The present situation is not changed at all by this bill. Then came requests from the province of Saskatchewan and the province of Ontario, and some from the province of Nova Scotia on certain other lines, which would have so overwhelmed the first bill with changes that I thought it better to withdraw it, and introduce a new one covering the requests made by the different provinces.
I thought I had made it plain. So far as British Columbia is concerned, it is to prevent the importation of liquor into the province except through the local government, which has control of the matter now.
In Quebec the business is handled by a commission appointed by the local government, and not by the local government itself. This will bring the commission under the law, as well as the government of British Columbia. As far as Ontario and Nova Scotia are concerned, it is requested that certain sections of the Doherty Act, sections 4, 5 and 6, if I remember rightly, shall be made a part of Part IV of the Canada Temperance Act. That is the act upon which New Brunswick, Ontario and Nova Scotia took a vote some time ago. There are certain sections of the Doherty Act which the temperance people of these provinces think should be made a part of Part IV of the Canada Temperance Act, and this the bill proposes to do.
There is very little -new legislation. It is only transferring legislation from one place to another, made necessary through the provinces having adopted these different acts.
I had some conversation with the Minister of Agriculture this morning concerning this matter, and I have looked into it a little further during the day. I find there are a number of hon. members who are interested in this question of the reduction of compensation, and I would ask the minister to be good enough to let the bill stand over until about Wednesday, when the budget debate will be over.
The committee will remember that when this bill was up before, almost everyone who spoke agreed as to the compensation allocated for pure bred cattle. The sum of $150 was thought by some hon. members to be too small, it being a reduction of $100 from the old indemnity, but as a matter of fact, in getting out this>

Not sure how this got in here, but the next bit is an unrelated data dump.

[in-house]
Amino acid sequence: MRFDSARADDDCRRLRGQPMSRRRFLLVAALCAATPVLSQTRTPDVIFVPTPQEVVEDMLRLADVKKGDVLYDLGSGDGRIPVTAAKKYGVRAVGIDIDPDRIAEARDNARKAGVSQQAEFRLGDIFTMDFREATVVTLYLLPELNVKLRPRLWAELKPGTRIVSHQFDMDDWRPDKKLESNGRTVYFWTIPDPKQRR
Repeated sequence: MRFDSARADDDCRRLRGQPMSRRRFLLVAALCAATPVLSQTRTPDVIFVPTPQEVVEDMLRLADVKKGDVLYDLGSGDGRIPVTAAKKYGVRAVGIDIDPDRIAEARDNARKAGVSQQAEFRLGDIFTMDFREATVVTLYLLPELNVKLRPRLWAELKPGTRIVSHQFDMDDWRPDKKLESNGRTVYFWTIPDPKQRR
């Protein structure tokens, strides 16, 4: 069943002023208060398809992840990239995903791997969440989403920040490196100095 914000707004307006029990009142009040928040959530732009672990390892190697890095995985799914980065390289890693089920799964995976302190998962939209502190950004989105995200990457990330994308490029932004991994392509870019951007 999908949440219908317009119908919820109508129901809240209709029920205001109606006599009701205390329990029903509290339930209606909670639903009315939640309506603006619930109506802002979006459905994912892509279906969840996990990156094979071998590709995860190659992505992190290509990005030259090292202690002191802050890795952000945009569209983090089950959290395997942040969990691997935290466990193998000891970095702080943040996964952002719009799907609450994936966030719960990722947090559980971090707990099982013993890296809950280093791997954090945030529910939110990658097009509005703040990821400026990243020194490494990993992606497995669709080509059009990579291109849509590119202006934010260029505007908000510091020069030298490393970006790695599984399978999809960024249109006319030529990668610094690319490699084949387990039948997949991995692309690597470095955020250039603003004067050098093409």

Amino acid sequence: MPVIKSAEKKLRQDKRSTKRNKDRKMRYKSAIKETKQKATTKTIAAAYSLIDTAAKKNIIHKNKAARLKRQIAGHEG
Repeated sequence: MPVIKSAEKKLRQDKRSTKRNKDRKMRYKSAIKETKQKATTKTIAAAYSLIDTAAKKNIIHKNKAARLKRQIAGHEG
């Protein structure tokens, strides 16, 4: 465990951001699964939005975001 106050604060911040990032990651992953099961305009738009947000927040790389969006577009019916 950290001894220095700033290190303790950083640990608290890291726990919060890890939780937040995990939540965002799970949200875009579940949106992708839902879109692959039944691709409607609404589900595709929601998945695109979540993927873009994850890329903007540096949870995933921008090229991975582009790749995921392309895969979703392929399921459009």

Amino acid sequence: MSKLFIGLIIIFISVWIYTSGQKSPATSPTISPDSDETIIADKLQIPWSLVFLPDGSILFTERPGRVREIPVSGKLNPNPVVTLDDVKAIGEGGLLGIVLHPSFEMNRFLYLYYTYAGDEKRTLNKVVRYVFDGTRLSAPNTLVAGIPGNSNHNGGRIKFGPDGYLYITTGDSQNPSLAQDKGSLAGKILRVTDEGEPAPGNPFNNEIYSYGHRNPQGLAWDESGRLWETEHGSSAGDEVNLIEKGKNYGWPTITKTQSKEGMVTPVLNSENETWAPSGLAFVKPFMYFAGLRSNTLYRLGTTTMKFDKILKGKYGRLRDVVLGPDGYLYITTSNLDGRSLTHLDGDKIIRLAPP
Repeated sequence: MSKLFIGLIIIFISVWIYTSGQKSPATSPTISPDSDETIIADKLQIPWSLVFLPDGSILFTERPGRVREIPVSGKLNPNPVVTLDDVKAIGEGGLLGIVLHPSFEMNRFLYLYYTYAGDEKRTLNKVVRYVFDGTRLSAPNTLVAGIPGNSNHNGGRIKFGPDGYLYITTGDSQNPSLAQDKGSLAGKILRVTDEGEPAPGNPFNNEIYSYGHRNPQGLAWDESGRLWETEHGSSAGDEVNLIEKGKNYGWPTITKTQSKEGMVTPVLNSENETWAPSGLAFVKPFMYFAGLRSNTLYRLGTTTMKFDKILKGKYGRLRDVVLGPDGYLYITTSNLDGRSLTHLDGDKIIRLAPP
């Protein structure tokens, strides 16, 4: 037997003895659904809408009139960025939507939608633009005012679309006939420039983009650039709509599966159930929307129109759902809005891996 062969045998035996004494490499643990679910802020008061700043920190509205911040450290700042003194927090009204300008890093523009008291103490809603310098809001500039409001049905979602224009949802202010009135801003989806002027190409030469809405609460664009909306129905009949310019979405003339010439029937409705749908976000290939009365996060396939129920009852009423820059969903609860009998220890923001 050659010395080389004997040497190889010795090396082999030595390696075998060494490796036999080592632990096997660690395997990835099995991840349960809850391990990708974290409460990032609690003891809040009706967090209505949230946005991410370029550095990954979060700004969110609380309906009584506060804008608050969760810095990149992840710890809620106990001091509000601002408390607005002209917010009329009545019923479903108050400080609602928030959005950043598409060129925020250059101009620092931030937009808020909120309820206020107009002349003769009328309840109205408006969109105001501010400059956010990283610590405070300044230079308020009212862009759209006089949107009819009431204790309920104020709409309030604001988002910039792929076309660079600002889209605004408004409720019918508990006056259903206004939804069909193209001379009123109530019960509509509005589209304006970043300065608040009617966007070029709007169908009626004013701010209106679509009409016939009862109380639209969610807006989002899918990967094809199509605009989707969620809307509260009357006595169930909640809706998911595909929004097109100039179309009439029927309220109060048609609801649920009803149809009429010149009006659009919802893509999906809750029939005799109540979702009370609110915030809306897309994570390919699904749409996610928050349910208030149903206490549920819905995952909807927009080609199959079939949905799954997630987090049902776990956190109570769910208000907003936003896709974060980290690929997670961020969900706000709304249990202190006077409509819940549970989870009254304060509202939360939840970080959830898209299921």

new schedule of indemnities we have felt that the reductions made are not as large as the reductions that have taken place in the commercial value of animals. Consequently, the indemnity is really just as high as in the former schedule. Giving high indemnities is very nice, of course, if you have lots of money, and we would like to give high indemnities for the sake of the man who has had his animals slaughtered. It is a tremendous loss to a man to have his whole herd slaughtered, as sometimes happens, but our first consideration is the public safety and to get as much value as possible for the money expended in the way of eradicating tuberculosis. In actual practice it does not help to eradicate the disease to give indemnities bordering on the value of the animal. If the indemnity is too low, the owner is not tempted to get his cattle tested at all, and if it is too high, he is apt to be careless on the
ground that the indemnity will be so high and generous, plus the salvage of the animal, that not much loss will be incurred, and there is a predisposition to carelessness on his part. So we have reduced the indemnity to correspond with the reduction in the value of the animals as compared with two years ago. I shall be very glad to hear from the committee, not from the angle of buying these cattle, because we are not buying them, but from the point of view of indemnifying the owner for the loss he has sustained, and helping him to start over again with government assistance. To that extent, also, we are protecting the public from the further spread of this disease. I firmly believe that when an indemnity is too high it actually encourages the dissemination of the disease, and that is not what any of us want.